Number one: take a break from your interactions with the person. You need to give yourself time to reflect on what bothers you about the relationship. How do you feel when you’re away from the person? How much do you miss them? What do you forget about the person? Here you’re getting some clarity on the negatives and the positives of the relationship.
Number two: create emotional distance. And this is the key to disentangling from toxic relationships. Think about how much closeness is necessary. Is this person in your life, your spouse? If so, then you should get professional help to help improve the relationship. But aside from that, you still need to pull back ever so slightly.
And this isn’t to say that you should be cold to your spouse, but suppose your wife is cynical and critical, and this has beaten you down over the years. To protect your self-esteem, you’re going to need to give her opinion less weight, so that you don’t internalise her every negative thought of you.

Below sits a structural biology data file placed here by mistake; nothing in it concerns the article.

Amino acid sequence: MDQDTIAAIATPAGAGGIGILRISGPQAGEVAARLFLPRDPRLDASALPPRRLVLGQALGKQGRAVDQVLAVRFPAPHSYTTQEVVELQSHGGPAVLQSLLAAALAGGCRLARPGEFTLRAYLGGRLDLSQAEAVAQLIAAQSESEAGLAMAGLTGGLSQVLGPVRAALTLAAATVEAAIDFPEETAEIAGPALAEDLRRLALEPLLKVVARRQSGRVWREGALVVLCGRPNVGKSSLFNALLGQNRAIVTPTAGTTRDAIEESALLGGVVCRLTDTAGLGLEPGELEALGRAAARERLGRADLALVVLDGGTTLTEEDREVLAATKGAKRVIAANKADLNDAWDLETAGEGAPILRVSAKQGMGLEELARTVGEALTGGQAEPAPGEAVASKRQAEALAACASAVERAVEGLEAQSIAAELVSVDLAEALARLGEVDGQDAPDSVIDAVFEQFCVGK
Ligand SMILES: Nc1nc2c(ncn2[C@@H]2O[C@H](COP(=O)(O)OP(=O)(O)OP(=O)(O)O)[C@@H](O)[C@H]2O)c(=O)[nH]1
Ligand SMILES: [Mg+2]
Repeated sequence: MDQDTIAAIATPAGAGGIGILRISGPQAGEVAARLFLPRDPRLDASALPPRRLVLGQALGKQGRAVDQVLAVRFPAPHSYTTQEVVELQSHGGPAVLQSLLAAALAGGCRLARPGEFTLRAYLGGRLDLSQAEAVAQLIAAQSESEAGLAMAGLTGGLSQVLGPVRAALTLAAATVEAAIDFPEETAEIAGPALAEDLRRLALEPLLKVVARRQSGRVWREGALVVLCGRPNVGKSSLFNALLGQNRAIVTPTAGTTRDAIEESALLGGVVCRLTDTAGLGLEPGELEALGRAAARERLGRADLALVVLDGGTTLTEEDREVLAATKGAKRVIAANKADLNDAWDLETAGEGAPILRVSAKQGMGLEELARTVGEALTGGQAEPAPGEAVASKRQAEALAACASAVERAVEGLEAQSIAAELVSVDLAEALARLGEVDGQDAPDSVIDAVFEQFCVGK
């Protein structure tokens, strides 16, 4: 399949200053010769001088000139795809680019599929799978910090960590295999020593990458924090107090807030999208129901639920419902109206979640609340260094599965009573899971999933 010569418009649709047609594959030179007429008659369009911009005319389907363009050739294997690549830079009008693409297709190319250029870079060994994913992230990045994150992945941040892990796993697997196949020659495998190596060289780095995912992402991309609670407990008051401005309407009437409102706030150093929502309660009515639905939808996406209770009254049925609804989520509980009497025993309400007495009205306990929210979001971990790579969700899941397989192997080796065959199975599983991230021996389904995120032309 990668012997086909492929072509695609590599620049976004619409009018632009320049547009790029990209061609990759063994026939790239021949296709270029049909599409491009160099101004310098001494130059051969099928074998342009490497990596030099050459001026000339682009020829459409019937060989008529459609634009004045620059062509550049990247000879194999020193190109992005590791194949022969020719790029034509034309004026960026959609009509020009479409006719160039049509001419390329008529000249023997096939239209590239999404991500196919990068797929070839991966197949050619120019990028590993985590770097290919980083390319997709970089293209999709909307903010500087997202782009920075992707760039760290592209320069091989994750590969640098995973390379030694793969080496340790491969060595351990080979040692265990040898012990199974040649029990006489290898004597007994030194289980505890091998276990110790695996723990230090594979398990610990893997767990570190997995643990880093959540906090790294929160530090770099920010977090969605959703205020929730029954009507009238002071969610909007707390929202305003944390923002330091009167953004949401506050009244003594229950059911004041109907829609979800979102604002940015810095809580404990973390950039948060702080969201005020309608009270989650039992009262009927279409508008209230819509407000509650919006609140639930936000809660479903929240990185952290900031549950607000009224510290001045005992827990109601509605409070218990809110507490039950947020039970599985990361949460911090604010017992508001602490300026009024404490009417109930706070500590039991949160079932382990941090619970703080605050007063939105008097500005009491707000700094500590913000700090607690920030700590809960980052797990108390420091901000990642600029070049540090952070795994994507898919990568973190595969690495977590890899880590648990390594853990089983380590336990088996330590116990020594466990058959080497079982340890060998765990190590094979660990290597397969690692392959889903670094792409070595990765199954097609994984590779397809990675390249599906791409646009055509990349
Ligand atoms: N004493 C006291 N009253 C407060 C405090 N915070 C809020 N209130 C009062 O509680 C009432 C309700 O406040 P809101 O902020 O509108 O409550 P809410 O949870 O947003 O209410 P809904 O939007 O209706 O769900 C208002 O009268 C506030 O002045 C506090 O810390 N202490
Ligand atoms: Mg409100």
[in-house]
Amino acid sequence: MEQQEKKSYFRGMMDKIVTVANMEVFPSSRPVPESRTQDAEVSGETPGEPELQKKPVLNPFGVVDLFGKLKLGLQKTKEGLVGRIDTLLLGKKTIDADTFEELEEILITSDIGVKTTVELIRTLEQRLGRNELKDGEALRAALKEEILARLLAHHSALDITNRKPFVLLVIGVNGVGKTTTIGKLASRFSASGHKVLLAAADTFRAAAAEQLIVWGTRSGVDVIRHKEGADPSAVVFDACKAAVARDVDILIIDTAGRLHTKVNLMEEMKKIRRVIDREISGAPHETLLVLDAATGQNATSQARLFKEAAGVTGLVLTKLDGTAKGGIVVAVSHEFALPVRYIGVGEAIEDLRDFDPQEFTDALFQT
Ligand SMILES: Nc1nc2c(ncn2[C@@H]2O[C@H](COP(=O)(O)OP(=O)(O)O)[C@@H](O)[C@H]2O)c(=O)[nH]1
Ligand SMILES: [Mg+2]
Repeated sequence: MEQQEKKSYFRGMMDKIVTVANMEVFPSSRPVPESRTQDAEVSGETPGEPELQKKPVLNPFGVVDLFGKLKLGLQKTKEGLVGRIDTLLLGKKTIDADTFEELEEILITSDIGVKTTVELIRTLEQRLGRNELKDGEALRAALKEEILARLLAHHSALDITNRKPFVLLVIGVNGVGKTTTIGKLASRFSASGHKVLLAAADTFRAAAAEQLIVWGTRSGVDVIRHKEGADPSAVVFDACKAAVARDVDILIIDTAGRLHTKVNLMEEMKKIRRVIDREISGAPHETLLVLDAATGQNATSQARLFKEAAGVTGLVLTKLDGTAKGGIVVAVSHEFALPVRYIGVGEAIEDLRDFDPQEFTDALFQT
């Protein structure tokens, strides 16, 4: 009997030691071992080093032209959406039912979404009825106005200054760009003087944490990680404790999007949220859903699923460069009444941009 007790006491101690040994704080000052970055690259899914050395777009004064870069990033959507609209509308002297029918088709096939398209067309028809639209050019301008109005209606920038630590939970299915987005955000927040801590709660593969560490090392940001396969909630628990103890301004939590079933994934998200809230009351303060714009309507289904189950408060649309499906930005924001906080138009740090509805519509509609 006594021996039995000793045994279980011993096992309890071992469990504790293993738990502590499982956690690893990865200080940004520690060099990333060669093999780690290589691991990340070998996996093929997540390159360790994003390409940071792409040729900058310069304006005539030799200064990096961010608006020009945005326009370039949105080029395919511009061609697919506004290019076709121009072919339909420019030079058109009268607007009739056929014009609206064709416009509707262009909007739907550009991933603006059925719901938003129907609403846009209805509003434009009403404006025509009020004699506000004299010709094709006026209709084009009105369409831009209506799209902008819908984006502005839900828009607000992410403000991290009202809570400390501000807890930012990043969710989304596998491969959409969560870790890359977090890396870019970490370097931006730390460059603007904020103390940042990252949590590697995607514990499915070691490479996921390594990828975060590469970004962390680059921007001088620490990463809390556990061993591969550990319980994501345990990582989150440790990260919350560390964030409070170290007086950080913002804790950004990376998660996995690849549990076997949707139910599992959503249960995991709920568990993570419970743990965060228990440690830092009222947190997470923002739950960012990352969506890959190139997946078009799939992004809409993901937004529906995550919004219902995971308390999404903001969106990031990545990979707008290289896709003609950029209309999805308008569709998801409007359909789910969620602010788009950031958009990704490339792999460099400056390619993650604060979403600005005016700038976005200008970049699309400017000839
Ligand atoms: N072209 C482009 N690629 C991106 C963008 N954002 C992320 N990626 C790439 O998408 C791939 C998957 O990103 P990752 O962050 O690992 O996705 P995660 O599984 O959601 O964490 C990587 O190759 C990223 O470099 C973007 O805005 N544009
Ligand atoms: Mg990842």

And even in the closest relationships, you still have to maintain your thoughts and ideas and independence from your spouse. Now, you may say, “I don’t wanna keep secrets from my husband.” This isn’t about keeping secrets. Even though you’re married, you still have separate minds, and it’s okay to have some thoughts that are your own and no one else’s.
Your thoughts don’t have to merge into one big thought bank, and then both of you just dip out of the bank to know what’s going on. But what if the person with whom you have this toxic relationship is your parent? Then you have to come to grips and accept that you’re just not going to have an intimate relationship with your parent.
And this is a hard pill to swallow. Everyone wants, at some base level, to have a close relationship with their parent. But people are people, people are flawed individuals, and sometimes it’s just not possible to have that emotional intimacy, at least at the level that you think you should, mostly based on what we see in society, of kind of the perfect relationships.